Indian and Australian scientists are working together to develop a vaccine for malaria
Australian Prime Minister Julia Gillard met with a team of Indian scientists working with their counterparts in Australia to develop a vaccine for malaria, which afflicted 1.6 million Indians in 2010 and is a global problem.
Speaking after meeting the scientists during her three-day visit to New Delhi, Prime Minister Gillard said, “I was able to see how scientific communities are working together to fight the scourge of malaria.”
The joint research project is one of 90 supported by the Governments of Australia and India through the two countries’ flagship fund for collaboration in science, Australia India Strategic Research Fund.
Prime Minister Gillard met scientists working at the International Centre for Genetic Engineering and Biotechnology led by Infosys Prize winner Dr Chetan Chitnis. The team is working with counterparts at the Walter and Eliza Hall Institute in Melbourne to improve understanding about immune responses to the malaria parasite. Their research suggests new possibilities for vaccines that look more promising than others currently being considered for development or in clinical trials.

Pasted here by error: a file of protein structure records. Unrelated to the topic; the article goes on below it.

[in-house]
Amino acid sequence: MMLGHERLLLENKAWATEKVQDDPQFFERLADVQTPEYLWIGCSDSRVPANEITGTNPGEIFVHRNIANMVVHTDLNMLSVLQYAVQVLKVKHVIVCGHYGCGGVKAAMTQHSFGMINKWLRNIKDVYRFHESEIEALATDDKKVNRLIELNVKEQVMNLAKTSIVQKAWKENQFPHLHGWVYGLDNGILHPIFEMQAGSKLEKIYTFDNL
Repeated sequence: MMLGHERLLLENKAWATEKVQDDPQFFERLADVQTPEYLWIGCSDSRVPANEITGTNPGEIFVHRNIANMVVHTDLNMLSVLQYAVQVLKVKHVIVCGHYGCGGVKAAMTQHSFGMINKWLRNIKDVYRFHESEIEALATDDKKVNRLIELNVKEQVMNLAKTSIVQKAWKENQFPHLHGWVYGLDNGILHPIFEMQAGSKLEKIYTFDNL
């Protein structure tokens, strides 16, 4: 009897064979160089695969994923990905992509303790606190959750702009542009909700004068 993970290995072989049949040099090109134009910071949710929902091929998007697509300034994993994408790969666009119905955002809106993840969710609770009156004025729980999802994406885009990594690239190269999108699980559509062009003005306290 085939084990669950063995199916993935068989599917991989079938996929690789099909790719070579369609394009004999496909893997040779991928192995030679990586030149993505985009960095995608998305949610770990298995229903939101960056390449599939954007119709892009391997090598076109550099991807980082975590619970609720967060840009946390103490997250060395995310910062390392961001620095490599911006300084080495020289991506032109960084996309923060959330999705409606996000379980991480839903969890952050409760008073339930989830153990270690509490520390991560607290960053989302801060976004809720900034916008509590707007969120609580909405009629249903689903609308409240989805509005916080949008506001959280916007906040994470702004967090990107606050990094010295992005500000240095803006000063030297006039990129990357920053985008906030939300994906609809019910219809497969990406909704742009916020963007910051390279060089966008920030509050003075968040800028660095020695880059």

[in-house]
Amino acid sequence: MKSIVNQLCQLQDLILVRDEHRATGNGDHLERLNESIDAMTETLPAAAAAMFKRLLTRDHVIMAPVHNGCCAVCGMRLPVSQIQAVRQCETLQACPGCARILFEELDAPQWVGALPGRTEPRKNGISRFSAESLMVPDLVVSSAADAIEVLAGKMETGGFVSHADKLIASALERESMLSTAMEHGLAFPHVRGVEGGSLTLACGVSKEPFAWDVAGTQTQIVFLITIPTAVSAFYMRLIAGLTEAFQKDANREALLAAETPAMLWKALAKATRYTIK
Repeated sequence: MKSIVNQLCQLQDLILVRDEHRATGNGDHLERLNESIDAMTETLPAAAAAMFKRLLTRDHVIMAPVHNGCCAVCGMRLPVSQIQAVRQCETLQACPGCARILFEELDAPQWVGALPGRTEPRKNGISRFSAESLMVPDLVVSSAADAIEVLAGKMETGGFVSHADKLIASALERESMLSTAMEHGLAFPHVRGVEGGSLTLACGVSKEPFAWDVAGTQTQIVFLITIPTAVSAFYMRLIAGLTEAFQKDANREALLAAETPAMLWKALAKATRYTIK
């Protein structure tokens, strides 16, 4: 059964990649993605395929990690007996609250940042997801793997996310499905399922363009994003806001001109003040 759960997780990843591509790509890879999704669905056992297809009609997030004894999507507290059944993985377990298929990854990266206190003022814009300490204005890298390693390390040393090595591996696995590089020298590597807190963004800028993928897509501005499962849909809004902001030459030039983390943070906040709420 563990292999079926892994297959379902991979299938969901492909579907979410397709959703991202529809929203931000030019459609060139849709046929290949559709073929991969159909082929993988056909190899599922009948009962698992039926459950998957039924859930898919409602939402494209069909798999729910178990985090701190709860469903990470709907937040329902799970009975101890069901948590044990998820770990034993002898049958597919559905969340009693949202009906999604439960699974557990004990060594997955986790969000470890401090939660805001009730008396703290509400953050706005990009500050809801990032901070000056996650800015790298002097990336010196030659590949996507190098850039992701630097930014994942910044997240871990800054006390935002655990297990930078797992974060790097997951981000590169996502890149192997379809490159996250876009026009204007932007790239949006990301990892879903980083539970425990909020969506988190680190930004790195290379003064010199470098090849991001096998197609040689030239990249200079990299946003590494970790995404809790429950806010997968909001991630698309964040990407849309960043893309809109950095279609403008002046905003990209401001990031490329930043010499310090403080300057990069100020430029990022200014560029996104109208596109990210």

A commitment to education, research and innovation should be at the heart of our economic and social ties – indeed our Australia India Strategic Research Fund is another important example of this, Ms Gillard said.
The Australia India Strategic Research Fund is co-funded and co-administered by the two governments. With a $64 million commitment from the Australian Government to support the participation of Australian researchers in joint activities, it is Australia’s largest bilateral programme for collaboration in science with any country.
From the Indian side, the Ministry of Science and Technology meets the Indian teams’ costs, making this one of India’s largest sources of support for international collaboration. To date, the programme has brought together more than 90 top universities and research institutions on both sides and hundreds of individual researchers.
The Australian Academy of Science also announced the recipients of the Australia-India Fellowship Fund, which supports stays in India of up to 12 months for Australian early-career researchers and shorter visits for more senior scientists. Indian recipients of fellowships, to be announced soon, will visit Australia under a reciprocal scheme funded by the Indian government.
Malaria is a potentially life threatening disease, which is transmitted by the infectious bite of the female Anopheles mosquito. In India, malaria has been a major public health problem since ages.
The government launched the National Malaria Eradication Programme in 1958. Under this programme, the government makes extensive use of local bodies for fuller implementation that has since been renamed as National Anti-Malaria Programme. Malaria is also covered under the National Vector Borne Disease Control Programme.